Covid-19 one of market’s biggest losses: Guy Carpenter

June 26 2020 by Yvonne Lau

Despite the uncertainty and difficulty in predicting the final losses from Covid-19, the event will rank as one of the market’s most expensive events, says Guy Carpenter.

In a new report, the reinsurance broker said that the pandemic also holds the “potential to bring unknown loss impacts. It is also likely to be one of the slowest developing catastrophes that carriers have ever encountered, likely creating a prolonged period of uncertainty.”

Indeed, loss estimates have varied.

Lloyd’s predicted underwriting losses of up to US$107 billion. They expect the market to pay out US$3 billion to US$4.3 billion to its global customers — with 31% of payouts going to event cancellation, 29% to property losses and 11% to credit losses.

Meanwhile German investment bank Berenberg pegged estimated losses in the range of US$50 billion to US$70 billion. The bank noted that while Covid-19 claims will be “large,” they also believe them to be “manageable and similar to those of a medium-to-large natural catastrophe… and appear to be affordable.”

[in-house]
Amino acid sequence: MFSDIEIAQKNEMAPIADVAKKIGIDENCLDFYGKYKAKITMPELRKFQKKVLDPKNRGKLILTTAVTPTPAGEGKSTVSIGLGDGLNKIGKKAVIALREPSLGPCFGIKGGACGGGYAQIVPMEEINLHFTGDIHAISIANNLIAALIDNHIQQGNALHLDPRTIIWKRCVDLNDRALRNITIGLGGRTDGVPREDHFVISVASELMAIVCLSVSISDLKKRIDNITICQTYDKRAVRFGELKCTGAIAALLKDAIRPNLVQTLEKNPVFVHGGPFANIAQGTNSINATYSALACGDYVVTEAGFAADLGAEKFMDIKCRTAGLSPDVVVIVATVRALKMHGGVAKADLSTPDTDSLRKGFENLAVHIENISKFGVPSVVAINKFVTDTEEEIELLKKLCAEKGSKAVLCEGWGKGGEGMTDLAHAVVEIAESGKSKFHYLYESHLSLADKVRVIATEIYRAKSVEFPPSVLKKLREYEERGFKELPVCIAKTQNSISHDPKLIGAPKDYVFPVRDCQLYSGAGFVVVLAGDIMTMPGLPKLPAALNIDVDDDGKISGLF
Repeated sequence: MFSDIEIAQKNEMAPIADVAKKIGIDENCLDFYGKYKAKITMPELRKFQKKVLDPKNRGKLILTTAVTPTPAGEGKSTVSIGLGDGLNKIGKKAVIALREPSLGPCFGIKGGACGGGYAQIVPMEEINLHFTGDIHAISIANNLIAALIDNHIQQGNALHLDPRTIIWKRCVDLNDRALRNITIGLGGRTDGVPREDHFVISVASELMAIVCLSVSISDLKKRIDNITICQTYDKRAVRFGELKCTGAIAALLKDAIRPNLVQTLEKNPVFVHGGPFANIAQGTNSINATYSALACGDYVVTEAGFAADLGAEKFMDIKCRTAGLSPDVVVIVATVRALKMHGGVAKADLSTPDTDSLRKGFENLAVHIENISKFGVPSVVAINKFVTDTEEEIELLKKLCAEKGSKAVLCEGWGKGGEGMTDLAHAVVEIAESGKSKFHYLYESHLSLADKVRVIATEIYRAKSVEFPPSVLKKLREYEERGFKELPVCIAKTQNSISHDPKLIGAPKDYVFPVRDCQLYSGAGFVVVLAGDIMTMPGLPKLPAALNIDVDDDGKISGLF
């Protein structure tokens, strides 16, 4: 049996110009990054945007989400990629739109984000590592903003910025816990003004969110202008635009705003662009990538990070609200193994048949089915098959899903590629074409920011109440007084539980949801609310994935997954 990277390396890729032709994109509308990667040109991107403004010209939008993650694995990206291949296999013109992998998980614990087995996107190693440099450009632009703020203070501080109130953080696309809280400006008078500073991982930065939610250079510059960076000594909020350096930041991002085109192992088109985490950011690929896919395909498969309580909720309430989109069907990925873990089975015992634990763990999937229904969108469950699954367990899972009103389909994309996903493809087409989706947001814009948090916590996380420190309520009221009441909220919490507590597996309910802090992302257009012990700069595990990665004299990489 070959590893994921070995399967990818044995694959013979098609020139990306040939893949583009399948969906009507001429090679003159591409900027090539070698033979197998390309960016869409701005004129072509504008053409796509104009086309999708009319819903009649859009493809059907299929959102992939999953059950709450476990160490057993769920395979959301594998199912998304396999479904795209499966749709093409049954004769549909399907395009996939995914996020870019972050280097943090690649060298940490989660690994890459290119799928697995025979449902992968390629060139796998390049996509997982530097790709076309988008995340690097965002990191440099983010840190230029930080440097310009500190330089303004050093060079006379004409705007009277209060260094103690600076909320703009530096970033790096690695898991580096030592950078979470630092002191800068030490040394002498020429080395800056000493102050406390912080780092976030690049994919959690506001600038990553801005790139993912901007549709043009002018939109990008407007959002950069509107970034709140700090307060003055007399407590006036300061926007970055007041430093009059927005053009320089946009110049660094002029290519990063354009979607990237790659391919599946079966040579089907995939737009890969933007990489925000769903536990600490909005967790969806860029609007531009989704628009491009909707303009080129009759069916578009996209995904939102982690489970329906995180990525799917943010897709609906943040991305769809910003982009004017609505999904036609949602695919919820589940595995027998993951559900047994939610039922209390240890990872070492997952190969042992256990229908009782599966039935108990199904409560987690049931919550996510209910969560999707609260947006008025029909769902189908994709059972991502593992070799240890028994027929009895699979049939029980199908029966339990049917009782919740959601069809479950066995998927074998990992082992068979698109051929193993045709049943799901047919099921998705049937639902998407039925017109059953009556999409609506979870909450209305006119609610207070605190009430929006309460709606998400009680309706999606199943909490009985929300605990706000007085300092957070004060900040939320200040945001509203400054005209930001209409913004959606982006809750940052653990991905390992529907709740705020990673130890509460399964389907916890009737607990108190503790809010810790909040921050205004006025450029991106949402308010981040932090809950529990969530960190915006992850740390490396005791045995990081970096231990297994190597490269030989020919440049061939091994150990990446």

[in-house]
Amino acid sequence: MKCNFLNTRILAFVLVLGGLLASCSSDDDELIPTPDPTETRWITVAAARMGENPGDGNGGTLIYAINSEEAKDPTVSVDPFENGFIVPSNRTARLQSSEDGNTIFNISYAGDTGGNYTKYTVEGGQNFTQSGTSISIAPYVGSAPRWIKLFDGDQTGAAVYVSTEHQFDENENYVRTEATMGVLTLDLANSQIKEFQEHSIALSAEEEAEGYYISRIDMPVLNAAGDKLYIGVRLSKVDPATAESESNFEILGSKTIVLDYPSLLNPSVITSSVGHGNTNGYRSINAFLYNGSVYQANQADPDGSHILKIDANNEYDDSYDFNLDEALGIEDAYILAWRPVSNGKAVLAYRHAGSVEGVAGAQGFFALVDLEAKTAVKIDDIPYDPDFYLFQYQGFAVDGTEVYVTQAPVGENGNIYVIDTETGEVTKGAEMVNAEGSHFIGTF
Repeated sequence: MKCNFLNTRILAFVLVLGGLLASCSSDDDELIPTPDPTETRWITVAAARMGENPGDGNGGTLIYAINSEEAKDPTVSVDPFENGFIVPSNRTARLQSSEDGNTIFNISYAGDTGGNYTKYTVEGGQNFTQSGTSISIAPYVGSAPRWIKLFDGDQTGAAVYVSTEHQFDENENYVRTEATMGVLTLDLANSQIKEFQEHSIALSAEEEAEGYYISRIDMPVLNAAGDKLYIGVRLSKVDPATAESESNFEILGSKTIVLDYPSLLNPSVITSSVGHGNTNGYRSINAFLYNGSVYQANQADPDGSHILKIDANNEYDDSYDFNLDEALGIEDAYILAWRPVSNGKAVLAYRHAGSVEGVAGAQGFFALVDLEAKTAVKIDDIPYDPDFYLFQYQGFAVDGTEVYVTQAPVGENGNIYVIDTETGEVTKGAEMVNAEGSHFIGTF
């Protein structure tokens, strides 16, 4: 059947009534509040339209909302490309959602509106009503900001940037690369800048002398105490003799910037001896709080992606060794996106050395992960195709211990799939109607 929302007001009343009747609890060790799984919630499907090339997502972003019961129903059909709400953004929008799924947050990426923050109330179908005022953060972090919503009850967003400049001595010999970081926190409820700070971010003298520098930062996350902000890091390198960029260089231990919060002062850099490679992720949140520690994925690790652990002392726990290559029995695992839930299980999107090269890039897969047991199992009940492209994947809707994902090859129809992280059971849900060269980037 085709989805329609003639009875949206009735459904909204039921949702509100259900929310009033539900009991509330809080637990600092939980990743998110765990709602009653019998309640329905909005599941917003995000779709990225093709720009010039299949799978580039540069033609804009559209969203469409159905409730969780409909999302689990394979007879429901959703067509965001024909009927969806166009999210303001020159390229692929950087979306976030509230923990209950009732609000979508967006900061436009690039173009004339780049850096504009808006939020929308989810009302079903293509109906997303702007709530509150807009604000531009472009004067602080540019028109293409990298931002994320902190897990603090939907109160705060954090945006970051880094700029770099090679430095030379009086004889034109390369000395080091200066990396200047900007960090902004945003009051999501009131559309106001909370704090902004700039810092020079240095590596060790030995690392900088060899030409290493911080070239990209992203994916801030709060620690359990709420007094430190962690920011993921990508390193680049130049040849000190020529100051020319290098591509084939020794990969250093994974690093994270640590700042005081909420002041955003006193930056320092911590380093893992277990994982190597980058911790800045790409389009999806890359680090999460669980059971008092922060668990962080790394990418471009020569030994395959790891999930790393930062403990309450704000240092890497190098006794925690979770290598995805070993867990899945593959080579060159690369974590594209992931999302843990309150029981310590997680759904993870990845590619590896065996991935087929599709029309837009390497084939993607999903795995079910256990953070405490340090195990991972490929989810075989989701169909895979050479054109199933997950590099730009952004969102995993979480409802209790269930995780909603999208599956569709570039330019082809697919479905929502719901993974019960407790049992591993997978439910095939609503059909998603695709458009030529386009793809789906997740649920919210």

Guy Carpenter’s forecast has combined losses with insured catastrophe losses that have already occurred year-to-date, and additional catastrophe claims that are typical in the second half of the year.

The broker forecasted losses for fiscal year 2020 “set, at a minimum, to approach US$100 billion — for only the fourth time ever.” Its worst-case scenario forecast sees overall 2020 losses stretching to US$160 billion.

The analysis continued: “Should claims from Covid-19 settle at the higher end of current market estimates, or losses aggregate elsewhere from the ongoing unrest in the United States or an active wind season, 2020 could go down as the most expensive loss year ever and test further the limits of some carriers’ capital resilience.”

However, Guy Carpenter noted a few offsetting factors for carriers.

Certain lines of business — such as personal and commercial motor — have “benefitted from an immediate dip in claims frequency due to the lockdowns.”

Similar to Berenberg who noted that “fundamentally, insurers are doing well,” Guy Carpenter said that the fundamentals of reinsurance still remain strong.

The broker added: “The sector’s capital base has been resilient to the recent financial market volatility and there are still opportunities in this environment for (strongly capitalised) carriers to offer new solutions and grow selectively into challenged lines.”

The exact figures of losses ahead still remain uncertain — and while they will be significant — the market looks poised to weather the storm.

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